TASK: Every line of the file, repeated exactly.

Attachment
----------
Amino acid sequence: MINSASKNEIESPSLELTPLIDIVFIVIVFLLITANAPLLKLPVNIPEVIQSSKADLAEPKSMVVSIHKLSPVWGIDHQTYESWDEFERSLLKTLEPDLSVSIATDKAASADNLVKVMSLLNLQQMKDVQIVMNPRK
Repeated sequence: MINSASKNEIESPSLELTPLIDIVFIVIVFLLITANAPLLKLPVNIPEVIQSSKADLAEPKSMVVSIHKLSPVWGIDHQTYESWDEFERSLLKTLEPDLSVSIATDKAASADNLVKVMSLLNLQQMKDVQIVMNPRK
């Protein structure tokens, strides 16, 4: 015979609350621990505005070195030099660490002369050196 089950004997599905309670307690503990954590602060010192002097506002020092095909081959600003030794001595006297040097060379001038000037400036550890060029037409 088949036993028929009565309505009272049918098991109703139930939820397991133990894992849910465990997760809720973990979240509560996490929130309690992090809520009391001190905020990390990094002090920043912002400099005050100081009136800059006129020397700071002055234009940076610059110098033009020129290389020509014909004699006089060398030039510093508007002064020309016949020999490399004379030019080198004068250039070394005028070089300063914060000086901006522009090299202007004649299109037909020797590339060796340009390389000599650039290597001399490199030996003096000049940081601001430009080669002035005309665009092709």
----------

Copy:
Amino acid sequence: MINSASKNEIESPSLELTPLIDIVFIVIVFLLITANAPLLKLPVNIPEVIQSSKADLAEPKSMVVSIHKLSPVWGIDHQTYESWDEFERSLLKTLEPDLSVSIATDKAASADNLVKVMSLLNLQQMKDVQIVMNPRK
Repeated sequence: MINSASKNEIESPSLELTPLIDIVFIVIVFLLITANAPLLKLPVNIPEVIQSSKADLAEPKSMVVSIHKLSPVWGIDHQTYESWDEFERSLLKTLEPDLSVSIATDKAASADNLVKVMSLLNLQQMKDVQIVMNPRK
């Protein structure tokens, strides 16, 4: 015979609350621990505005070195030099660490002369050196 089950004997599905309670307690503990954590602060010192002097506002020092095909081959600003030794001595006297040097060379001038000037400036550890060029037409 088949036993028929009565309505009272049918098991109703139930939820397991133990894992849910465990997760809720973990979240509560996490929130309690992090809520009391001190905020990390990094002090920043912002400099005050100081009136800059006129020397700071002055234009940076610059110098033009020129290389020509014909004699006089060398030039510093508007002064020309016949020999490399004379030019080198004068250039070394005028070089300063914060000086901006522009090299202007004649299109037909020797590339060796340009390389000599650039290597001399490199030996003096000049940081601001430009080669002035005309665009092709």